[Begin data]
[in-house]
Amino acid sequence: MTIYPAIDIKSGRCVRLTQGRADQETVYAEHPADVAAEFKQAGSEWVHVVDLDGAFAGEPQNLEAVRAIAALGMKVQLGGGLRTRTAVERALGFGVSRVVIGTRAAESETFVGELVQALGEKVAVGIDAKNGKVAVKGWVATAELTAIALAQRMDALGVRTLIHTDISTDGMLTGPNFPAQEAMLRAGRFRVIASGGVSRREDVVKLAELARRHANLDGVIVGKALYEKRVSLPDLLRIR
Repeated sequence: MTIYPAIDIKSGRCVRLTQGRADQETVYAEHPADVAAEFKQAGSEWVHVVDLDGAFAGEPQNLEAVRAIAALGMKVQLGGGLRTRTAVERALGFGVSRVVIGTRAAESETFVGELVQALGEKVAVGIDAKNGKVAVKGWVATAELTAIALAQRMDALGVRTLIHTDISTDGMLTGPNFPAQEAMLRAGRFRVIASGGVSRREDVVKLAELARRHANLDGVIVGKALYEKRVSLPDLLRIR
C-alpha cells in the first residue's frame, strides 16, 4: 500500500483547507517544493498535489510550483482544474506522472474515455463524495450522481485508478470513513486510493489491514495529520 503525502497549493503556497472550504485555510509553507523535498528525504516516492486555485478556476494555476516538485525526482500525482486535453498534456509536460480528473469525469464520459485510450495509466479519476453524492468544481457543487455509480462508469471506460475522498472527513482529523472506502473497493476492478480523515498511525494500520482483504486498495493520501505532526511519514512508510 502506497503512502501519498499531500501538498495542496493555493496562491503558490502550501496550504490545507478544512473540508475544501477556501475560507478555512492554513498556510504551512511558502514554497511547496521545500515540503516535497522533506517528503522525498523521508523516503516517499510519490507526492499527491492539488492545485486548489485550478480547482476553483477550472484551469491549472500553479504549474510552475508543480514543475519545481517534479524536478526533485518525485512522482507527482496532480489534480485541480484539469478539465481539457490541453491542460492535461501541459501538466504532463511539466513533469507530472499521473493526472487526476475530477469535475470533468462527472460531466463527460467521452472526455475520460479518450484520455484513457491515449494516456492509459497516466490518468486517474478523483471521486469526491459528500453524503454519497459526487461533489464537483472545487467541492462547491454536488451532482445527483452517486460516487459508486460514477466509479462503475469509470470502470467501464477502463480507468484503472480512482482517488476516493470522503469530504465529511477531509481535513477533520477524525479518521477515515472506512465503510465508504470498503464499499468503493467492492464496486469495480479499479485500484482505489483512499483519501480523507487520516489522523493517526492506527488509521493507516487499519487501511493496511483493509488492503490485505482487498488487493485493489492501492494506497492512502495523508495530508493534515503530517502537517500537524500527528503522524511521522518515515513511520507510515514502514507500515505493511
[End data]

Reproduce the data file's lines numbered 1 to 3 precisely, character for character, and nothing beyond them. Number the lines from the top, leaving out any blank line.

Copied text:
[in-house]
Amino acid sequence: MTIYPAIDIKSGRCVRLTQGRADQETVYAEHPADVAAEFKQAGSEWVHVVDLDGAFAGEPQNLEAVRAIAALGMKVQLGGGLRTRTAVERALGFGVSRVVIGTRAAESETFVGELVQALGEKVAVGIDAKNGKVAVKGWVATAELTAIALAQRMDALGVRTLIHTDISTDGMLTGPNFPAQEAMLRAGRFRVIASGGVSRREDVVKLAELARRHANLDGVIVGKALYEKRVSLPDLLRIR
Repeated sequence: MTIYPAIDIKSGRCVRLTQGRADQETVYAEHPADVAAEFKQAGSEWVHVVDLDGAFAGEPQNLEAVRAIAALGMKVQLGGGLRTRTAVERALGFGVSRVVIGTRAAESETFVGELVQALGEKVAVGIDAKNGKVAVKGWVATAELTAIALAQRMDALGVRTLIHTDISTDGMLTGPNFPAQEAMLRAGRFRVIASGGVSRREDVVKLAELARRHANLDGVIVGKALYEKRVSLPDLLRIR